My mother is Polish and we travel to Poland together quite often so that she can fill both her suitcase and mine with Polish products (did anyone say vodka?), magazines, cheaper clothes (than back home in Norway) and shoes and whatever else she wants to take home with her. When we’re not busy shopping, we head down to the nearest spa and get ourselves some nice massages and manicures and go out for lunch and cocktails. In other words, the ultimate mother-daughter vacations. While we usually go to Krakow or Warsaw, we once decided to check out the Baltic coast for a change and spend two weeks sunbathing, swimming and having fun in the sun in Gdynia, Sopot and Gdansk. While for the most part, we did have a lot of fun, there were quite a lot of old people there ready to make sure I wasn’t gonna be TOO happy or have TOO much fun. Because I am tattooed. And tattooed people shouldn’t be smiling. They should be ashamed. As much as I can deal with people staring at me and whispering, or even saying something along the lines of “your arms are ugly”, I couldn’t hold back my tears when an old lady screamed “Such a beautiful young woman, ruined. You have destroyed your body. No one will love you now. You are a disgrace. You will burn in hell” and my mother, who understood absolutely everything, translated the parts I didn’t understand. Not only did the old lady ruin my day, but she also upset my mother.

“I’m sure you’re crazy, spontaneous and up for anything in the bedroom” – Random guy, Oslo, Norway

Let’s just get one thing straight. Walking up to a person in a bar and randomly start licking their arm without even saying “hello” first, is totally unacceptable and frankly just messed up. Who does that? Oh, right. Because I have tattoos, you have the privilege to touch, kiss, bite or lick them as much as you want, within seconds on laying your eyes on them. Random people touching my tattoos when I’m out somewhere getting drunk with my friends, is something I’ve actually gotten used to. Yes. I’ve gotten used to weirdos touching my arms without my consent. However, what I didn’t expect was that one time when I went to a bar in Oslo and some random guy started licking(!) my arm. Not only did he lick my arm, but he also said something along the lines of “I’m sure you’re crazy, spontaneous and up for anything in the bedroom. I mean, your tattoos. They’re hot. I’m sure you’re really kinky”. Last time I checked, flowers, butterflies and random stars and candy doesn’t exactly scream kink. Let’s just assume he was fifty shades of drunk.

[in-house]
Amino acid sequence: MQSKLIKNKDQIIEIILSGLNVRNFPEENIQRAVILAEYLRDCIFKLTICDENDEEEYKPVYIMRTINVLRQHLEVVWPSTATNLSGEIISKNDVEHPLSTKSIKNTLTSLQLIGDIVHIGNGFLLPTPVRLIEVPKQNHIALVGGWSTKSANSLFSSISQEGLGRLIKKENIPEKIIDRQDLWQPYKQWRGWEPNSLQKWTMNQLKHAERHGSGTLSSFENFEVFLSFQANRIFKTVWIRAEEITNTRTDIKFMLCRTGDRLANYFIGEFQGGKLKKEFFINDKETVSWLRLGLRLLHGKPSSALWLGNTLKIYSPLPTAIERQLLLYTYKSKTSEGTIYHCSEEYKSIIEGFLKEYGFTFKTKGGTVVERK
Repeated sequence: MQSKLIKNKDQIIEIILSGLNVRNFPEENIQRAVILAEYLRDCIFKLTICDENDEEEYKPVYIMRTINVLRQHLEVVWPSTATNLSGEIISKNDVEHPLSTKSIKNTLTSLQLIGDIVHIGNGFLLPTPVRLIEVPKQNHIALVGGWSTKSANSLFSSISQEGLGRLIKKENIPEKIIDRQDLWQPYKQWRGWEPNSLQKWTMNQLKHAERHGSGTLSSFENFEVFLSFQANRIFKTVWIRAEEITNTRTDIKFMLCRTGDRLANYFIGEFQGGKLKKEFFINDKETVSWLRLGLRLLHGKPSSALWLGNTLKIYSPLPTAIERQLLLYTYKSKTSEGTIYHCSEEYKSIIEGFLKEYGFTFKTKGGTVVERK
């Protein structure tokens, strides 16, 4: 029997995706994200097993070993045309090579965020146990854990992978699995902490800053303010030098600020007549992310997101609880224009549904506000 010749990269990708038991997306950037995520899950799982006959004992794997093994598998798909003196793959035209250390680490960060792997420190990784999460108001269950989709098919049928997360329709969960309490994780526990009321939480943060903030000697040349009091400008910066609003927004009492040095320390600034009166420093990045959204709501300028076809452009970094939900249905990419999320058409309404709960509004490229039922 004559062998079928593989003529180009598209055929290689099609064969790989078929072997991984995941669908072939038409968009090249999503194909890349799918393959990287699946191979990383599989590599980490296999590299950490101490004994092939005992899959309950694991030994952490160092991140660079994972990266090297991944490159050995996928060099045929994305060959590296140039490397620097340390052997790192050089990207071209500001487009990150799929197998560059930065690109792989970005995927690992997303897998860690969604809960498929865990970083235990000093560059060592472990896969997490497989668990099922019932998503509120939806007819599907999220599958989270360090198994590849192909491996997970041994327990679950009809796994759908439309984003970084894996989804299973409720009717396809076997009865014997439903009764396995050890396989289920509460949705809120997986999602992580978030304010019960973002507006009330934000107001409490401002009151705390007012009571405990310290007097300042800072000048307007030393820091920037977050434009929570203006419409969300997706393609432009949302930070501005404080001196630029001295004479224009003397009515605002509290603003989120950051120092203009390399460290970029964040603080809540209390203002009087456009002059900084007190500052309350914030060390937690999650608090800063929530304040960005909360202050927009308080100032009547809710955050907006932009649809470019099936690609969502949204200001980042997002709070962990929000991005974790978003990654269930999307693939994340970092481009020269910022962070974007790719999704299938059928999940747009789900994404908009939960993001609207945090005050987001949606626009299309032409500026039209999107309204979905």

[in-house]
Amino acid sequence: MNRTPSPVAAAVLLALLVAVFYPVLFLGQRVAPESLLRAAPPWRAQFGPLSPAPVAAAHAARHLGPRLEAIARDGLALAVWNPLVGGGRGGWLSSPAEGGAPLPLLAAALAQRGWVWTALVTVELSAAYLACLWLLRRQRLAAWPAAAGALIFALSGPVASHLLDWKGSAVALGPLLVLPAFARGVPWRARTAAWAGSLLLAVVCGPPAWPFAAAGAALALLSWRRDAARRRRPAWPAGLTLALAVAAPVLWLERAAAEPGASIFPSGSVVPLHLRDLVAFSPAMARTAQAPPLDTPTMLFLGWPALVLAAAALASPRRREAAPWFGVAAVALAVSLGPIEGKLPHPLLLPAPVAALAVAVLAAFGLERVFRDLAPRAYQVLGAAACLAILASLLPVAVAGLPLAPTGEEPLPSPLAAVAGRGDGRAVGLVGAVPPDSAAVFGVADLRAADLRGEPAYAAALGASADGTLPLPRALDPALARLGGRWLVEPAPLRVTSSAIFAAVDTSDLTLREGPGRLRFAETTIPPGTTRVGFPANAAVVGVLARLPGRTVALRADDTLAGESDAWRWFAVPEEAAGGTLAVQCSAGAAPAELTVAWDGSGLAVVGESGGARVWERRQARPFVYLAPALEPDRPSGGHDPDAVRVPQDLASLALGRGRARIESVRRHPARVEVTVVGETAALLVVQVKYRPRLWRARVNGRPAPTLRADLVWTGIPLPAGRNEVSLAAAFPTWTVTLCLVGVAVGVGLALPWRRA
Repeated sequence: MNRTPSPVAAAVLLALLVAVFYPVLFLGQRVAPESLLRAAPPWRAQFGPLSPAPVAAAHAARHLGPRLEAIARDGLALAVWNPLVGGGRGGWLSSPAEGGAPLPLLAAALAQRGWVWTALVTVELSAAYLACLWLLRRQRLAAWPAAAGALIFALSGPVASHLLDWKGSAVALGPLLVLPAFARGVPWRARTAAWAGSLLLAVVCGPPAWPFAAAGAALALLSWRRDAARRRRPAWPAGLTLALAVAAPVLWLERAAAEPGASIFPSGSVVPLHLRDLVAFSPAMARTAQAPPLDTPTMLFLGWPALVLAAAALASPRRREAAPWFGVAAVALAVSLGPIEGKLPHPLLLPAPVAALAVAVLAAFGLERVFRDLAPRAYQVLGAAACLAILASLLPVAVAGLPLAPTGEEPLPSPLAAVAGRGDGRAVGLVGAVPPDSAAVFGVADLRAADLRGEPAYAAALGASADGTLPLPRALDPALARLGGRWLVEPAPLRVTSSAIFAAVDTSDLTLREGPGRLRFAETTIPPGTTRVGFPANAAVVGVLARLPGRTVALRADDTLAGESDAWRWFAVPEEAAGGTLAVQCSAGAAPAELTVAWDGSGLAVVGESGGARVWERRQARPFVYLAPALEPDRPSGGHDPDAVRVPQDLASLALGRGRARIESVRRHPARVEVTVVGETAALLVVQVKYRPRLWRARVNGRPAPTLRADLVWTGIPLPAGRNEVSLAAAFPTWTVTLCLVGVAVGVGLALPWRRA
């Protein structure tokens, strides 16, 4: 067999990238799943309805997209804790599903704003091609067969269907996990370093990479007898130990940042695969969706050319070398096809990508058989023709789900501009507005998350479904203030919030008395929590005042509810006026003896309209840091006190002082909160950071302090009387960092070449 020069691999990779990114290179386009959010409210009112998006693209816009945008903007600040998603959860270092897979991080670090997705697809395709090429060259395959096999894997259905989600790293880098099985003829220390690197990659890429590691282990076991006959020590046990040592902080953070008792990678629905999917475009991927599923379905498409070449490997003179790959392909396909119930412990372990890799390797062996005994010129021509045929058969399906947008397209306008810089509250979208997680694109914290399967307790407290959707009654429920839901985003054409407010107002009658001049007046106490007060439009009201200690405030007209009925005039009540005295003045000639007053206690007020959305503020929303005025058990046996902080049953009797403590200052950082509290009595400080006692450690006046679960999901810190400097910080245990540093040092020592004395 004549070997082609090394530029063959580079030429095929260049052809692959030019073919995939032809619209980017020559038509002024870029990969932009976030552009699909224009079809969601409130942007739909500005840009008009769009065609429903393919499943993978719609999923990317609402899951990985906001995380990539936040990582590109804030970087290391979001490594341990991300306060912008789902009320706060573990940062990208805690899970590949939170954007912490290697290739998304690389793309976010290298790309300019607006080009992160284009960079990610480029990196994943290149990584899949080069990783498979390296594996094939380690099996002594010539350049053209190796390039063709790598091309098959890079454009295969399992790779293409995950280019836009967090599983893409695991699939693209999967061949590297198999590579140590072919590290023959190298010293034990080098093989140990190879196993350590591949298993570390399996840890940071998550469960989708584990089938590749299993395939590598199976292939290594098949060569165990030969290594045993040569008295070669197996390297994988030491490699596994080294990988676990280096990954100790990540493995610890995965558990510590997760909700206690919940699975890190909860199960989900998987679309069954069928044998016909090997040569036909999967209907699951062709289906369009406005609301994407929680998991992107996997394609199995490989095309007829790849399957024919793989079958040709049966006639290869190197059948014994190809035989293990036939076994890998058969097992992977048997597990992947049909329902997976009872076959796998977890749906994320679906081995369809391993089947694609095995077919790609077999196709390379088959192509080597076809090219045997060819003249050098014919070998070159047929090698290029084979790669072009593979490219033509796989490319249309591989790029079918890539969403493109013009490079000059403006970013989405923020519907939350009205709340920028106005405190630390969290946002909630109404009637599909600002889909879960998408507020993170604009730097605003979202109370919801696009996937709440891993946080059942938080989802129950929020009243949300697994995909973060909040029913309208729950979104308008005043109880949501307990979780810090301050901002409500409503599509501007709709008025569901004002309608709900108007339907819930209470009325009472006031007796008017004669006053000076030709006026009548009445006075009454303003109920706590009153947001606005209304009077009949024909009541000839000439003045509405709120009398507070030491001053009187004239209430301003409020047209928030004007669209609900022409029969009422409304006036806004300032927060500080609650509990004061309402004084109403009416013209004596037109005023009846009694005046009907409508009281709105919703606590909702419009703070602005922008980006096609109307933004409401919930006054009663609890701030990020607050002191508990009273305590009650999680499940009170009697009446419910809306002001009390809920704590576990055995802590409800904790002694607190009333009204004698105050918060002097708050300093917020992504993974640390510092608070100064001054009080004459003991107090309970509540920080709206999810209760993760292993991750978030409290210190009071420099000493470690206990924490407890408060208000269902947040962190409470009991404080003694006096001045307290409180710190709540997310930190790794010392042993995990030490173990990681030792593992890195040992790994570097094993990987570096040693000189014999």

“Oh…Wow…I have to go” – Scared woman, resort, French Countryside

My partner and I often book romantic weekend-getaways to maintain the spark in our relationship. I guess that’s why we’re still madly in love with each other and happier than ever, despite our differences. He’s sort of conservative and is not at all a tattoo-enthusiast, nor was he ever a big fan of mine, and  you know what? I’m totally cool with that. Traveling with someone like me, has its consequences, though. Just like my mother, my boyfriend has also witnessed quite a lot of mean stares, bad comments and strange reactions. Like the one time, when we had a couple’s massage and the masseuse asked me a whole lot of questions about my tattoos, and that time when we had a lovely conversation with a lady by the resort pool, while I was still wearing my bathrobe. As soon as I took off my bathrobe and got into the pool, her eyes were on my tattoos and she had a look of fear and disgust on her face. “Oh… Wow.. I have to go” she mumbled, and took off faster than I could say “well, it was nice talking to you”.